How To Frame A Cross Stitch Piece

If you’re anything like me you started a new hobby during March 2020 when the United States was shut down. For me, it was Animal Crossing and Sourdough Bread; For many of our customers though, it was cross-stitch. While my sourdough sits in the freezer and my island is covered in weeds, it is evident by the growing number of customers sharing their work with us, that cross-stitching is here to stay.

I know from friends that when you begin a project it isn’t just the act of stitching that is cathartic, but it’s the community of people that you get to be a part of as well as how you finish that project. While there are many ways to finish a cross-stitch project, our personal favorite won’t come as a surprise: We love to see them framed! Read on to find out how to frame a cross-stitch piece.

Framing Cross-Stitch Pieces

While a large portion of our business is eCommerce, we still do quite a bit of interesting projects and more specialized framing within our retail space in Cincinnati. They are the experts when it comes to providing tips to help you frame your pieces. We talked with our Retail Store Manager, Patrick Espy, to get you the best possible tips for framing!


These are some of his personal recommendations. When purchasing a frame on our website, he recommends utilizing our Design A Frame feature. With this feature, you’re able to upgrade your backing to Black Foam Core. This foam core differs from just the regular upgraded foam core on the custom tab of the website by being acid-free. The acid-free will prevent the stitching fabric and the floss itself from discoloring over time.

He recommends utilizing straight pins with your foam core to pin back the edges of the fabric. Begin at the top with a pin and pull down tight inch by inch. When it is time to fold over the edge, simply fold over like you’re making a corner of the bed.

Framing Choices

When choosing a frame style to go with your cross-stitch, it is entirely dependent on whether or not the piece has any beads on it or not. For those with beads, you’ll want one of our deeper frames such as our In-Depth Series. This will provide you additional space to accommodate the 3D nature of the beads.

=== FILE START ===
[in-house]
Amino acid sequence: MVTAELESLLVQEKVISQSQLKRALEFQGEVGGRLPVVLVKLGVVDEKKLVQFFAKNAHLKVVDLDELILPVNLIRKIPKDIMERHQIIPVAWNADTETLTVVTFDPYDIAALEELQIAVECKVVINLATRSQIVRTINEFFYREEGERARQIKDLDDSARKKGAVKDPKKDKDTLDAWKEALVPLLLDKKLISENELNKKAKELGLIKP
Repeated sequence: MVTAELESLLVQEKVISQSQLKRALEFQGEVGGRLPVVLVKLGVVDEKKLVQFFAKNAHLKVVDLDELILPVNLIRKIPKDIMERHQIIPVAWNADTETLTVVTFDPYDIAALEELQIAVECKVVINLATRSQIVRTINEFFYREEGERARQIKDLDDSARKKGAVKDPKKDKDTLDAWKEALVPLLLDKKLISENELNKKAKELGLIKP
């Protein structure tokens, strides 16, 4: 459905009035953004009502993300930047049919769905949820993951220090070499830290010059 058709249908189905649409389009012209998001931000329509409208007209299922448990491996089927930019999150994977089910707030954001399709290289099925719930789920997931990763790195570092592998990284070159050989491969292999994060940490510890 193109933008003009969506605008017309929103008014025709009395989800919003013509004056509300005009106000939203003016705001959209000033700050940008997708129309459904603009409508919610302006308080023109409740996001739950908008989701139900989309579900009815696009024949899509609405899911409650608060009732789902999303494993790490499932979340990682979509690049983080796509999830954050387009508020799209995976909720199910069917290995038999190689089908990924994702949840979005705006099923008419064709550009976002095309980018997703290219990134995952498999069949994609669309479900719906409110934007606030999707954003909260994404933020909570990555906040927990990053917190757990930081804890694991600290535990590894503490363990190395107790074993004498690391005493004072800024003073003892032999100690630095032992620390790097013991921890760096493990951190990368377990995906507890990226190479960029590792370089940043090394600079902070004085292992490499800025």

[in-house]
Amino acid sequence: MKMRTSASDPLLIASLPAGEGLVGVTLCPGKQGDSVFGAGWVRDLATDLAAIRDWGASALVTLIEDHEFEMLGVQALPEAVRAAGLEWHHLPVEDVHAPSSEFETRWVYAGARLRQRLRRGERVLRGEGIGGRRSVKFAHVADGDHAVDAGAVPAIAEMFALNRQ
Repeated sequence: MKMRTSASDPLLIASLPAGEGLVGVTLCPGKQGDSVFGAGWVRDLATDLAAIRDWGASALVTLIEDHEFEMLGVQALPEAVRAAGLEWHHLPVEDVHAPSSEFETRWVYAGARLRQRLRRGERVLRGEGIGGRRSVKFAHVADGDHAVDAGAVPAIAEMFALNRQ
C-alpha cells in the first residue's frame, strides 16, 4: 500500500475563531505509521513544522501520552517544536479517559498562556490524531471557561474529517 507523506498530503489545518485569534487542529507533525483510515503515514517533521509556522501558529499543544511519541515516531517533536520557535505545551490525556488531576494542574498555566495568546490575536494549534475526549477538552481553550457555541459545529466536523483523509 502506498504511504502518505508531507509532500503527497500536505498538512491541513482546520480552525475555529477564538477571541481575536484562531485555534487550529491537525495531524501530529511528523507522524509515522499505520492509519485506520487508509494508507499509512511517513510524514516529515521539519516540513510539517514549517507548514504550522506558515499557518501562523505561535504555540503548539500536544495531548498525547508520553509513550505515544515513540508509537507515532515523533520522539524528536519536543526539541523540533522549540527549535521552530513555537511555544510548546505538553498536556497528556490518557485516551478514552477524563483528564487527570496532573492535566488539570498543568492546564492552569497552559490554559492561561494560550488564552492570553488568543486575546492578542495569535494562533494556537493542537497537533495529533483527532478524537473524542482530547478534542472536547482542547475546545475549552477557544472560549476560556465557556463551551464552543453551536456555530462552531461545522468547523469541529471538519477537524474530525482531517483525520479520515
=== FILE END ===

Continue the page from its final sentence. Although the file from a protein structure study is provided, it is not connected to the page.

Non-beaded cross-stitches will benefit from a colored frame that accentuates the color of the floss. if you’re unsure which frame will do that Patrick recommends sticking with a natural wood frame or neutral colors such as black or white.

Our customer, @Thirdcoastcrossstitch framed this cross stitch piece using Verona Wide in Tarnished Bronze!

When selecting your glazing options you almost always want to go with Glass or Styrene. A cross stitch will acquire dust when not protected. Lucky for you, when you choose Design a Frame you will have the option to choose Glass (depending on the size), Styrene, or Acrylic!

We hope these tips on how to frame a cross-stitch piece will help you on your next project. If you end up using one of our frames to finish your piece, share it with us on social media or in the comments! We always love seeing our finished pieces, The one below is from our customer, Yun!

Yun and her husband welcomed a new baby boy and she framed his “Birth Announcement” using Design a Frame.
Yun was able to find a complementary mat color to frame this Celtic Shamrock Sampler.
Happy Stitching!
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Brooke Sanders
Brooke Sanders

Frame USA's Marketing Manager, Dog Mom, Lover of all things Carbs.

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  1. When stretching I like to begin in the center and follow the same thread working out to the corners and side to side. Black foam board may help hide poorly fastened ends but may also show thru light fabric. I also like to use frame spacers or acid free matting to create an air pocket and preventing the glass from resting on the stitches.

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